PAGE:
Having achieved so much in such a short space of time, what lessons can other organisations learn from BT’s approach to the water market? Based on our experience, I expect that most large organisations should be able to realise benefits from engaging with the water market and I would advise them to investigate all the options available. For us, partnering with Waterscan to self-supply proved to be the optimal solution to help us manage our water usage and spend and, because we now have complete control, the journey to date has already delivered benefits that we hadn’t anticipated.


UK water industry aiming for Net Zero by 2030

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The water industry says it’s the first sector in the UK to commit to net zero carbon emissions by 2030, with Water UK presenting analysis of the work carried out so far, plus options for companies to consider as they develop their future plans.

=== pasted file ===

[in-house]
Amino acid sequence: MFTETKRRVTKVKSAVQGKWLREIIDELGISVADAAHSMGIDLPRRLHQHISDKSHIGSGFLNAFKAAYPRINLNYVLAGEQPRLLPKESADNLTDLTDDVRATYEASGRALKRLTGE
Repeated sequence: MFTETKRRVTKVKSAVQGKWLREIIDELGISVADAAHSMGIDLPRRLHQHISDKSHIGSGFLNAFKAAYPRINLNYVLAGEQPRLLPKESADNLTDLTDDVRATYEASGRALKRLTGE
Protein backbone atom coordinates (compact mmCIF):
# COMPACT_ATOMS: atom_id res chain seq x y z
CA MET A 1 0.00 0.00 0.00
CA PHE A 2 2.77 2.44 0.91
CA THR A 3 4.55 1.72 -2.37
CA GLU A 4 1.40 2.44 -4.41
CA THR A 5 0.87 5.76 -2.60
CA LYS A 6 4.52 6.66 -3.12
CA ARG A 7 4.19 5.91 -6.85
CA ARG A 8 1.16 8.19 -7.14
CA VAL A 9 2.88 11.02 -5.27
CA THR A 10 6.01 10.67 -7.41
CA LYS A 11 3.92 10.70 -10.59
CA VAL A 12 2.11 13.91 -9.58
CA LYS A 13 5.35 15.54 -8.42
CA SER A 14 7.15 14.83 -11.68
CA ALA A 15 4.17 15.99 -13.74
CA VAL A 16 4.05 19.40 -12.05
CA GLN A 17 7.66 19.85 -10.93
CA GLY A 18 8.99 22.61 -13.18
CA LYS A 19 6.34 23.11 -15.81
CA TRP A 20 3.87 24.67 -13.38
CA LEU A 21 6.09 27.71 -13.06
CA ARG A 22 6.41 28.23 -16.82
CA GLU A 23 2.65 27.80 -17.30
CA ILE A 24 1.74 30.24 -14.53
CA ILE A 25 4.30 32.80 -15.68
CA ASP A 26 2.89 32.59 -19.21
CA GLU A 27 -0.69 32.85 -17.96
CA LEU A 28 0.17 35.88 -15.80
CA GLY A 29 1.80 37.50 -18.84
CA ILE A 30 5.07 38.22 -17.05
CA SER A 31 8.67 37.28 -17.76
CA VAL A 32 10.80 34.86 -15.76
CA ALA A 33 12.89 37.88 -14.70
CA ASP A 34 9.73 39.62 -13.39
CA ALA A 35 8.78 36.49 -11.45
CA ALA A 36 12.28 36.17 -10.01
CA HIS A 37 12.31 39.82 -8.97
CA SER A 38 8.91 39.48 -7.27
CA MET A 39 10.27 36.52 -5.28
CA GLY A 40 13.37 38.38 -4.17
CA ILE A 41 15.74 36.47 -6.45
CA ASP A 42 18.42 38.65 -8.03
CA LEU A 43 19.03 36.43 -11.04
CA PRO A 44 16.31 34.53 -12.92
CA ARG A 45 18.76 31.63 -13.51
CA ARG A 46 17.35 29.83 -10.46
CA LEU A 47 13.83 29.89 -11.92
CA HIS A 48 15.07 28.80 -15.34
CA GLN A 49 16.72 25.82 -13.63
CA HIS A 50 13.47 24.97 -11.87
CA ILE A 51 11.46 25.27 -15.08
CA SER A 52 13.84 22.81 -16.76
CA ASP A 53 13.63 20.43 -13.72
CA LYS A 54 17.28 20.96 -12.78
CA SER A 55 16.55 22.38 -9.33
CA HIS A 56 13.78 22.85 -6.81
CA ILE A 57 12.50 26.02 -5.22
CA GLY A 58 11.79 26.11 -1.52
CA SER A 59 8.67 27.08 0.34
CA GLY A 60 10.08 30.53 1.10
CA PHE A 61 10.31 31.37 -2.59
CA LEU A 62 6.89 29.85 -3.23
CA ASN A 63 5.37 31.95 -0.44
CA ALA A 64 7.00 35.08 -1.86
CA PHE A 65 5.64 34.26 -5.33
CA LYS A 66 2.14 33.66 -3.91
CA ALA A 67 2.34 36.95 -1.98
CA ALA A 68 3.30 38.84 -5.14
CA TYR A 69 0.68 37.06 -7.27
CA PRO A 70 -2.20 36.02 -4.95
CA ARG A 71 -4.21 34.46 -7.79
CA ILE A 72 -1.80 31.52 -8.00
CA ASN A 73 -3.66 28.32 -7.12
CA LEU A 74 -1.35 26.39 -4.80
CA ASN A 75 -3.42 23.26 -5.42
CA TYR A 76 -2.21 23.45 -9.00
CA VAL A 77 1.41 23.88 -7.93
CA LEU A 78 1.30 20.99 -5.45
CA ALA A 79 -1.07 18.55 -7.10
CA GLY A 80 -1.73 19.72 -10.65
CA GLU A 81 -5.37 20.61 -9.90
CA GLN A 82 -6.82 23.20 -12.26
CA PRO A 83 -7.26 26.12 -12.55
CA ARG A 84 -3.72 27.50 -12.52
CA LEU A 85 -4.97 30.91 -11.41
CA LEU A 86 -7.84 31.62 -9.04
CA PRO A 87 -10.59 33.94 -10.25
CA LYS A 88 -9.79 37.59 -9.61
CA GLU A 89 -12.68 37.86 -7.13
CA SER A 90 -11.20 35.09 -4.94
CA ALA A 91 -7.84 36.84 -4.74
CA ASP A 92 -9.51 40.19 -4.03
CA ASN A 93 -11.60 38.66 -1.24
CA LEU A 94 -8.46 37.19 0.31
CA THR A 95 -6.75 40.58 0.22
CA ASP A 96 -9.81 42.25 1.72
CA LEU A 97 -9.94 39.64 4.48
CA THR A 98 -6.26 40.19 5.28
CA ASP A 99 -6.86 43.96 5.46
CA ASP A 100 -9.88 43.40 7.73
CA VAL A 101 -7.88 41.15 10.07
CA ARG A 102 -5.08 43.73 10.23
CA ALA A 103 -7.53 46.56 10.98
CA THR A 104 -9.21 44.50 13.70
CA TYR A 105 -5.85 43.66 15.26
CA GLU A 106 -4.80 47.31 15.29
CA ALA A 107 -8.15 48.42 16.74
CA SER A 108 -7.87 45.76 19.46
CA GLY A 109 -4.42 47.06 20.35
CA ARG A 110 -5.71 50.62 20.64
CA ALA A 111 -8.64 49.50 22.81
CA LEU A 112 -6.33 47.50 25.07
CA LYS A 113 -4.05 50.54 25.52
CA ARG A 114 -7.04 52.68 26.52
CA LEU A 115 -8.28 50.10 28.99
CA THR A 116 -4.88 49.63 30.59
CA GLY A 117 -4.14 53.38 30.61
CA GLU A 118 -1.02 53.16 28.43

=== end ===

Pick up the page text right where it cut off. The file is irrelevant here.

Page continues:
As well as the immediate impact of carbon reductions, the industry intends to share its learnings to help other major energy-using industries to deliver their own plans.

Progress on the net zero carbon goal will be independently assessed each year by two international consultancies – Ricardo and Mott MacDonaldwith – with key milestones reported publicly. Individual companies will use the action plan to inform their own detailed approaches to meeting net zero across the industry by 2030.

The options include: